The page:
Tour buses carry more than 750 million passengers each year, and big rigs and semi trucks carry millions of dollars of goods. But with deadly accidents and serious injuries still occurring on the highways, there is a greater need than ever for safety education and laws in these industries. Recently, the National Transportation and Safety Board (NTSB) held the Truck & Bus Safety Forum to address safety issues concerning commercial vehicle travel.
The forum’s presentations “advocated a comprehensive approach to safety, involving a more robust system of carrier oversight, active management of driver fatigue, and adoption of safety management systems,” said Robert Sumwalt, board member of the NTSB.
Also, the National Highway Traffic Safety Administration (NHTSA) is conducting studies designed to prevent truck rollovers and implement crash avoidance systems. Rollover and loss-of-control crashes account for a large percentage of all trucking accidents. Stability control systems could alleviate a minimum of 28 percent of rollovers and loss-of-control crashes, the NHTSA says. The NHTSA studies will also identify safety technologies that will warn drivers of impending collisions and automatically brake or slow the vehicle. The NHTSA also supports laws requiring lap and shoulder seatbelts in motorcoaches.
Many of the measures go along with the Department of Transportation’s (DOT) Motorcoach Safety Plan, but implementing the actions feels painstakingly slow to some. “Even where the DOT has met certain target dates for some action items, such as initiating a rulemaking to require electronic on-board recorders on motorcoaches, it still has not completed these rulemakings, which further delays the implementation of important safety efforts,” said U.S. Senator Frank R. Lautenberg (D-NJ).
The DOT will be conducting random inspections of motorcoaches this summer and is also asking Congress for zero tolerance policies to give DOT the authority to take dangerous bus drivers off the road. The DOT has also launched a new bus carrier information website so that riders can check a carrier’s safety history before travelling. It shows the carrier’s and drivers’ history of unsafe and fatigued driving, substance and alcohol violations, and vehicle maintenance records.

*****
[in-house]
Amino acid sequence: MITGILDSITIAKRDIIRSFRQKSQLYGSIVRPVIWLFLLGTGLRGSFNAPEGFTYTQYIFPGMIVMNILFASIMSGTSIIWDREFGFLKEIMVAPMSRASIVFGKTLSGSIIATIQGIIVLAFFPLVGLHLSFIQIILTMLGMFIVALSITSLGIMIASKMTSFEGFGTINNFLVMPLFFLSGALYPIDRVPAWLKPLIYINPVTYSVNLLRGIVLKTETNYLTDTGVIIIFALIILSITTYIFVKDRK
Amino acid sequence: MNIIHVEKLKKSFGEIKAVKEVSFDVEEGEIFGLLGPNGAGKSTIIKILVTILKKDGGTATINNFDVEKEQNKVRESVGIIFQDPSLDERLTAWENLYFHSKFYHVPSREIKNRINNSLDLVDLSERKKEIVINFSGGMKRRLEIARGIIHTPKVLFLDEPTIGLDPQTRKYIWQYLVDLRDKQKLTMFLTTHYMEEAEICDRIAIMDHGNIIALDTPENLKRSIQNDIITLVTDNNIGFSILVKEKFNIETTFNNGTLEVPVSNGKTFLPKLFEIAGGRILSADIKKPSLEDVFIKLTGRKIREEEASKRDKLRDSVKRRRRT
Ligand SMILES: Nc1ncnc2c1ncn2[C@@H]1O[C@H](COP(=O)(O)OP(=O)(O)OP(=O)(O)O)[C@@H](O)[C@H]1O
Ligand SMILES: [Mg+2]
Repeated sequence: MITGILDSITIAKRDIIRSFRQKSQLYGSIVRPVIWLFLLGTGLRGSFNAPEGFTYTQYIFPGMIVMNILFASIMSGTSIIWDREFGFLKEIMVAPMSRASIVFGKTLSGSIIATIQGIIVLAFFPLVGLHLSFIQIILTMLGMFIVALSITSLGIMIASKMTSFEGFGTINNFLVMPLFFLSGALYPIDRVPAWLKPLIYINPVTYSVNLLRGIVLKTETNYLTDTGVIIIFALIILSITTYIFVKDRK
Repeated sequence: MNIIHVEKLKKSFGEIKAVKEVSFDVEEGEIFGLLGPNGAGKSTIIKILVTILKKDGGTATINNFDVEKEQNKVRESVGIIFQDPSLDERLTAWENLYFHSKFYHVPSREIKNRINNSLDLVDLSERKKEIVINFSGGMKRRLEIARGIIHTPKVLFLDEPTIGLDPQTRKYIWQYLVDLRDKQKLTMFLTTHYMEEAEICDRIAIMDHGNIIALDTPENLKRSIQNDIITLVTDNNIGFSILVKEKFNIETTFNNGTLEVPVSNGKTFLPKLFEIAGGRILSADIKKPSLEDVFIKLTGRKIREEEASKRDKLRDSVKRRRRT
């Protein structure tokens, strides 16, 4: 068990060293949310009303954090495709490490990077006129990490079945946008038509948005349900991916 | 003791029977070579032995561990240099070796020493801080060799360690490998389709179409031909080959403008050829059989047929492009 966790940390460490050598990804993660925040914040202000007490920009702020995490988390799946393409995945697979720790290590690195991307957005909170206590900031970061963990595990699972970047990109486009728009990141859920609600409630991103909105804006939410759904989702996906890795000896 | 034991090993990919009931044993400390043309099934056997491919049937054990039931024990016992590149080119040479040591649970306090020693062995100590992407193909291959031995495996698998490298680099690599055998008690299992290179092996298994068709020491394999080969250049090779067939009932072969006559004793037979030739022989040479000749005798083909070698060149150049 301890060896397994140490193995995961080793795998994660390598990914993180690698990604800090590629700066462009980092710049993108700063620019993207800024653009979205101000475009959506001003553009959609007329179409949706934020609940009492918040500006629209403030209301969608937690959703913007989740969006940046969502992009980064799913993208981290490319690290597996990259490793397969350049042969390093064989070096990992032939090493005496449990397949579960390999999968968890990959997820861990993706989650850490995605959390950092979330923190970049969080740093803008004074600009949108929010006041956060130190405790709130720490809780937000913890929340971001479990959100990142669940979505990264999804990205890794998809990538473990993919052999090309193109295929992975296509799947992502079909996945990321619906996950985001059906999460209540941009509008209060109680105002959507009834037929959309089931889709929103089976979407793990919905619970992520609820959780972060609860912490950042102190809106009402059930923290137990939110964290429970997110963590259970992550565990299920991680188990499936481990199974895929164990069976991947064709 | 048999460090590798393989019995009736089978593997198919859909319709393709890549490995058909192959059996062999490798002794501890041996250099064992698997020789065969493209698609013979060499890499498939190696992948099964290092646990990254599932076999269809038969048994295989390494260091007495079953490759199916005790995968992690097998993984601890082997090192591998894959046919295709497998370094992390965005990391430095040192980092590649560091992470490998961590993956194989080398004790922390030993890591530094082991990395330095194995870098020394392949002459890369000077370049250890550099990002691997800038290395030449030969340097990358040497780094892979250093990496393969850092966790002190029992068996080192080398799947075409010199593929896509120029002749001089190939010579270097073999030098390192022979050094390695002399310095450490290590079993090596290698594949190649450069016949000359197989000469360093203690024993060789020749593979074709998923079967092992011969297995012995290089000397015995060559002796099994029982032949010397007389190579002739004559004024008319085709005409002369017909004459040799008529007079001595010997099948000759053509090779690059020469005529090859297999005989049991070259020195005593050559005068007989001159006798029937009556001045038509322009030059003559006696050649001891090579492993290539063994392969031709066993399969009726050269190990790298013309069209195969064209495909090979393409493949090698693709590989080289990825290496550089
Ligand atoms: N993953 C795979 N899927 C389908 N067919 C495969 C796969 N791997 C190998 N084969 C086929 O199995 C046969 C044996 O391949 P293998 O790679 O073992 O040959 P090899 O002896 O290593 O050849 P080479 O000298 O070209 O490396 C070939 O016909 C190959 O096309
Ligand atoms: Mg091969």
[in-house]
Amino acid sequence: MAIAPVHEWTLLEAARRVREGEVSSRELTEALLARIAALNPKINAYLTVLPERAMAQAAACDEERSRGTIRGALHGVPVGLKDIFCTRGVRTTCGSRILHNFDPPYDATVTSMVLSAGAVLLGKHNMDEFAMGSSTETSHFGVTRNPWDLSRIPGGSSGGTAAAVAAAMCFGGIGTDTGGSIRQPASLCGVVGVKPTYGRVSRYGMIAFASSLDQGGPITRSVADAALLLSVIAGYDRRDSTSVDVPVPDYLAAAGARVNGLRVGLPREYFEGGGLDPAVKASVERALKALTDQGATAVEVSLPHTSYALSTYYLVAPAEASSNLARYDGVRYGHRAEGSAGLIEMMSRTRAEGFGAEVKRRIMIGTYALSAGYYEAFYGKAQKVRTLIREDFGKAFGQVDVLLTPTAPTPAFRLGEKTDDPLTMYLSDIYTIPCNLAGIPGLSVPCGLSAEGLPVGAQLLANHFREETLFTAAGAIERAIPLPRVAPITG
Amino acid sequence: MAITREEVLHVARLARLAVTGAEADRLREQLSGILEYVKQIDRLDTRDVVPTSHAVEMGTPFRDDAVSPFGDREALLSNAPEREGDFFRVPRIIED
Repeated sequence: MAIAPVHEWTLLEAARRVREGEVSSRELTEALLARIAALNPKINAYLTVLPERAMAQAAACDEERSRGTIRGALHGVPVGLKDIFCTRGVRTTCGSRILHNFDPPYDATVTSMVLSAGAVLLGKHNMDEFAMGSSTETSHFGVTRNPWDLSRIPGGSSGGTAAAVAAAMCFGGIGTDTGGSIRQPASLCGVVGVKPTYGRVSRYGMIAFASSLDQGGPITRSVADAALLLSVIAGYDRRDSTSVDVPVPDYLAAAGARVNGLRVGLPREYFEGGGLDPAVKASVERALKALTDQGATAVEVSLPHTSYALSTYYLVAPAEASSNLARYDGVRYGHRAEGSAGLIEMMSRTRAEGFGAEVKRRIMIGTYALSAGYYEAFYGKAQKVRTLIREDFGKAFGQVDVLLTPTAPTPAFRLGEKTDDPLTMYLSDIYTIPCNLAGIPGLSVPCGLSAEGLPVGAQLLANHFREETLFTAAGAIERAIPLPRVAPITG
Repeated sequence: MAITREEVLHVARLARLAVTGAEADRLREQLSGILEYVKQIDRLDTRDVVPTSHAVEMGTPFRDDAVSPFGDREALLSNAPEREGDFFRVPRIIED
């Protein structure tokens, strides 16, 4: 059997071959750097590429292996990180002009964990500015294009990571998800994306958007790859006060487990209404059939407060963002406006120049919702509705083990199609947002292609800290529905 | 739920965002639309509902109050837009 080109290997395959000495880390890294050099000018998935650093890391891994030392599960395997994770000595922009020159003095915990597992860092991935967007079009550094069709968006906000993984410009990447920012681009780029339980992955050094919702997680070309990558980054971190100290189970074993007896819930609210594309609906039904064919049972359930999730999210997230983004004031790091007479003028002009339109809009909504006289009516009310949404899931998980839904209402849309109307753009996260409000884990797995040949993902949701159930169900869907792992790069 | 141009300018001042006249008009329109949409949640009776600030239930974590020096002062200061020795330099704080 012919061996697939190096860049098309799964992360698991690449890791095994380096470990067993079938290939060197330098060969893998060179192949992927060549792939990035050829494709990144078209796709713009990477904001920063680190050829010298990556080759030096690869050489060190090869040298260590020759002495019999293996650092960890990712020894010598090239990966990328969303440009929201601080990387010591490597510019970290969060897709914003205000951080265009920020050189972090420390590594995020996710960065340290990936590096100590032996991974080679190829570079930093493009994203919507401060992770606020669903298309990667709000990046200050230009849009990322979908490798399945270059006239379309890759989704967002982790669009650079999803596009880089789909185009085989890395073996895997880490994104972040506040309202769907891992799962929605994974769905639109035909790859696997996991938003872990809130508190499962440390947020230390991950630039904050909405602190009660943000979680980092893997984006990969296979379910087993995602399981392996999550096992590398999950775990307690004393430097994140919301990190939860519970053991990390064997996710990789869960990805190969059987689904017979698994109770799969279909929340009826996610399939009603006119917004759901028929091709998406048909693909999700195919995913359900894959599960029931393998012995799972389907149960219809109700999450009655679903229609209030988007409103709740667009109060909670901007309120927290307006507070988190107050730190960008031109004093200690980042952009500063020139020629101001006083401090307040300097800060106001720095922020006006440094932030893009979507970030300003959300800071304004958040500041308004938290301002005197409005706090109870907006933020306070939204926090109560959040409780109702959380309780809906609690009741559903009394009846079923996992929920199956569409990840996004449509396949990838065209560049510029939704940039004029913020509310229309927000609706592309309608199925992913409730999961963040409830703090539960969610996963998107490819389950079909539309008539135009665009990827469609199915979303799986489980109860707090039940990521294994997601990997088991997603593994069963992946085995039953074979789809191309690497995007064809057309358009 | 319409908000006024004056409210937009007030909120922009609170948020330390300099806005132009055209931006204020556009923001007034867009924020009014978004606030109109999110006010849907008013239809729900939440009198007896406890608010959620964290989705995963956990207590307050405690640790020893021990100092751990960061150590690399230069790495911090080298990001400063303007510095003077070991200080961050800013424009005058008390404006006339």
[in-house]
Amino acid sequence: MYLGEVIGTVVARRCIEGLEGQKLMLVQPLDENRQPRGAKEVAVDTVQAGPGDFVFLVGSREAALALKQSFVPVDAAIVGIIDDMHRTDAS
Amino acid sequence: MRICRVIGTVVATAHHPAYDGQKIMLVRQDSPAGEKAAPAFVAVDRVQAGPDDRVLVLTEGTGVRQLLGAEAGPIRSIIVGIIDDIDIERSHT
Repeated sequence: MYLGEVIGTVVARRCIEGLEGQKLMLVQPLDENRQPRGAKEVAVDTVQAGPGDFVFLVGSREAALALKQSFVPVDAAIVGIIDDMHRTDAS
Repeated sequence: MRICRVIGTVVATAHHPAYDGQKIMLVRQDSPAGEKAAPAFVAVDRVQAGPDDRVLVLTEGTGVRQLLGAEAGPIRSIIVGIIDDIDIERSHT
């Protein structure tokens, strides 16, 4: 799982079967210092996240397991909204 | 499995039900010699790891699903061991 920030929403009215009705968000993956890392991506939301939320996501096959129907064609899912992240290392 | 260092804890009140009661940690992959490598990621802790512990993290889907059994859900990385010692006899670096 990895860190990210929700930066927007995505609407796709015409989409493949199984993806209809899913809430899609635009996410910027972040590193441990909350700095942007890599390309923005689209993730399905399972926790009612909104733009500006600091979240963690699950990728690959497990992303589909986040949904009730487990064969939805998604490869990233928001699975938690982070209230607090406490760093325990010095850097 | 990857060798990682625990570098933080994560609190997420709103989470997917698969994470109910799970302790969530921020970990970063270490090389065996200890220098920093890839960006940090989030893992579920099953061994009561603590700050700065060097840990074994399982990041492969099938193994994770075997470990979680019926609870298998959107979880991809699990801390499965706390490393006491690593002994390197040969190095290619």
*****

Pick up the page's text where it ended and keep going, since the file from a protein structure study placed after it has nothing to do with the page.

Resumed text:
According to the NHTSA’s latest records, 3,436 fatalities were caused by large trucks and buses in 2009. As the government looks to create and enforce new regulations, many times legal action must be taken to help an individual or their families recover from a serious accident. In Illinois, Chicago truck accident lawyer Robert I. Briskman takes on insurance carriers and trucking companies to get clients the compensation they deserve. At Briskman Briskman and Greenberg, their team of Chicago truck accident attorneys have decades of experience determining fault and helping victims get back to as much of a normal life as possible. They handle accidents on highways such as the I-94 Tri-State Tollway, I-90 Kennedy Expressway, I-290 Eisenhower Expressway, and I-55 Stevenson Expressway.
Paul Greenberg is a Chicago truck accident lawyer and Chicago truck accident attorney with Briskman Briskman & Greenberg. To learn more call 1.877.595.4878 or visit http://www.briskmanandbriskman.com/.